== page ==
Address: Thorington, Halesworth IP19 9JG, UK | SUFFOLK | United Kingdom
Latitude/Longitude: 52.3136654, 1.5530369
Approaching along the 300 meter driveway, Balancing Barn looks like a small, two-person house. It is only when visitors reach the end of the track that they suddenly experience the full length of the volume and the cantilever. The Barn is 30 meters long, with a 15 meters cantilever over a slope, plunging the house headlong into nature. The reason for this spectacular setting is the linear experience of nature. As the site slopes, and the landscape with it, the visitor experiences nature first at ground level and ultimately at tree height. The linear structure provides the stage for a changing outdoor experience.
At the midpoint the Barn starts to cantilever over the descending slope, a balancing act made possible by the rigid structure of the building, resulting in 50% of the barn being in free space. The structure balances on a central concrete core, with the section that sits on the ground constructed from heavier materials than the cantilevered section. The long sides of the structure are well concealed by trees, offering privacy inside and around the Barn.
On entering the Barn, one steps into a kitchen and a large dining room. A series of four double bedrooms follows, each with separate bathroom and toilet. In the very centre of the barn the bedroom sequence is interrupted by a hidden staircase providing access to the garden beneath. In the far, cantilevered end of the barn, there is a large living space with windows in three of its walls, floor and ceiling. The addition of a fireplace makes it possible to experience all four elements on a rainy day. Full height sliding windows and roof lights throughout the house ensure continuous views of, access to and connectivity with nature.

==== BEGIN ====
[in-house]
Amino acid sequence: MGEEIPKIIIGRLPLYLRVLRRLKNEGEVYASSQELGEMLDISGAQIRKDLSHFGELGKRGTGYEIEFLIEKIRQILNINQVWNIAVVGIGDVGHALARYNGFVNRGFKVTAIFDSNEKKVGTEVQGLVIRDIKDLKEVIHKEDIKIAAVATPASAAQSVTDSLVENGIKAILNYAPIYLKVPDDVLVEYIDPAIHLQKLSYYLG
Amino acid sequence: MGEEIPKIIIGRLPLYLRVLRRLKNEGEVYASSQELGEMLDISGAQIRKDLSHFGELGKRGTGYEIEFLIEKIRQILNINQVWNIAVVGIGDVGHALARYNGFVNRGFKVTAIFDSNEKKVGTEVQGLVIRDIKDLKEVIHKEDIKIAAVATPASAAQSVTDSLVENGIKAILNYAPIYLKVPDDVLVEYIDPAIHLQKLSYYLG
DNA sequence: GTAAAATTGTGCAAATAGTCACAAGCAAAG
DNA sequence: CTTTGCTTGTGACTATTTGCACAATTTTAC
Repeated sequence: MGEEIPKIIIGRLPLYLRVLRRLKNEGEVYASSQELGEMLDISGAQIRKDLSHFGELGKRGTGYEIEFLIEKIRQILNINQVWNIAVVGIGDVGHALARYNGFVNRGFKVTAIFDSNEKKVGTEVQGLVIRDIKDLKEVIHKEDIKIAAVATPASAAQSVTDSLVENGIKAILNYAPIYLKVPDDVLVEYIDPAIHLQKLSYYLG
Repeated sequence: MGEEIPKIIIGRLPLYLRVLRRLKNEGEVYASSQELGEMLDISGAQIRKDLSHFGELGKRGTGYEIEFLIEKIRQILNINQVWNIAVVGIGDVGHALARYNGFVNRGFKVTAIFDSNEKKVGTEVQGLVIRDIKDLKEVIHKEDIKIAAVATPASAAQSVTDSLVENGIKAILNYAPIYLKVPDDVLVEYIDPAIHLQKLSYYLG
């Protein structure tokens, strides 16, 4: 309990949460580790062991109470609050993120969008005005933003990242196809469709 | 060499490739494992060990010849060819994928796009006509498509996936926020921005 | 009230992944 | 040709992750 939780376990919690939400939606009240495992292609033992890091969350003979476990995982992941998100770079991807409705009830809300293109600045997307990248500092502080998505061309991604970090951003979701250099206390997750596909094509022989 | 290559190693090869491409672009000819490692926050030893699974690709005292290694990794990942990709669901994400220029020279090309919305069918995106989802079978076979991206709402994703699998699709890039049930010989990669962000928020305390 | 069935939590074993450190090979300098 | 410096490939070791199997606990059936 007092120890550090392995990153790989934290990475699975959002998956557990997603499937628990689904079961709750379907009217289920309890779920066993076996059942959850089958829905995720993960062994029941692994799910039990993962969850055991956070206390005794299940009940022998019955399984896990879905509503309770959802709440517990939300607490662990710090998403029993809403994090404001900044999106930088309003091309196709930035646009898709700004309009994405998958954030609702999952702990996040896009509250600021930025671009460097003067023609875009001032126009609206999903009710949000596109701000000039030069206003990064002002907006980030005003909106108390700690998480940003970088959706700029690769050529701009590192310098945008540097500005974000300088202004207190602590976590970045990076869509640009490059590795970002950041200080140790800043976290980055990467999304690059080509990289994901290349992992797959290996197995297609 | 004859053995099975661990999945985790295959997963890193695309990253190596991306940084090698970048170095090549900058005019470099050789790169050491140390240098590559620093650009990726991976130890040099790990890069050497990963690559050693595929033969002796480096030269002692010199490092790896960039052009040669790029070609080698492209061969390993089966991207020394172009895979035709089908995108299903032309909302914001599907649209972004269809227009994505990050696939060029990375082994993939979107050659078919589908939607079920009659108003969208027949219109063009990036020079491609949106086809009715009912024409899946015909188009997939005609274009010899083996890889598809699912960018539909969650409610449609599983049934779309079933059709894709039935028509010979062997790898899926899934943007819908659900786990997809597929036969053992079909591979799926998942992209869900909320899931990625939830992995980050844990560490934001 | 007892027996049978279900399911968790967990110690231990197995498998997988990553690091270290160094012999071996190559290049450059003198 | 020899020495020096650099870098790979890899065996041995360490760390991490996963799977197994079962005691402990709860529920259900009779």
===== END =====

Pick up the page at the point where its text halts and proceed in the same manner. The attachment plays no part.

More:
The interior is based on two main objectives:
– The house is an archetypical two-person home, expanded in shape and content so that it can equally comfortably accommodate eight. Two will not feel lost in the space, and a group of eight will not feel too cramped.
– A neutral, timeless timber is the backdrop for the interior, in which Studio Makkink & Bey have created a range of furnishings that reflect the design concept of the Barn.
The rooms are themed. Partly pixilated and enlarged cloud studies by John Constable and country scenes by Thomas Gainsborough are used as connecting elements between the past and contemporary Britain, as carpets, wall papers and mounted textile wall-elements. The crockery is made up of a set of English classics for two, and a modern series for a further six guests, making an endless series of combinations possible and adding the character of a private residence to the home.
Client: Living Architecture
Program: A contemporary holiday house that can accommodate up to 8
Size: 210 m² floor area
Design team: Winy Maas, Jacob van Rijs and Nathalie de Vries with Frans de Witte and Gijs Rikken
Co-architect: Mole architects
Landscape architect: The Landscape Partnership
Structure: Jane Wernick Associates
Interior: Studio Makkink & Bey
Artist Impressions: Gijs Rikken
Contributed by MVRDV
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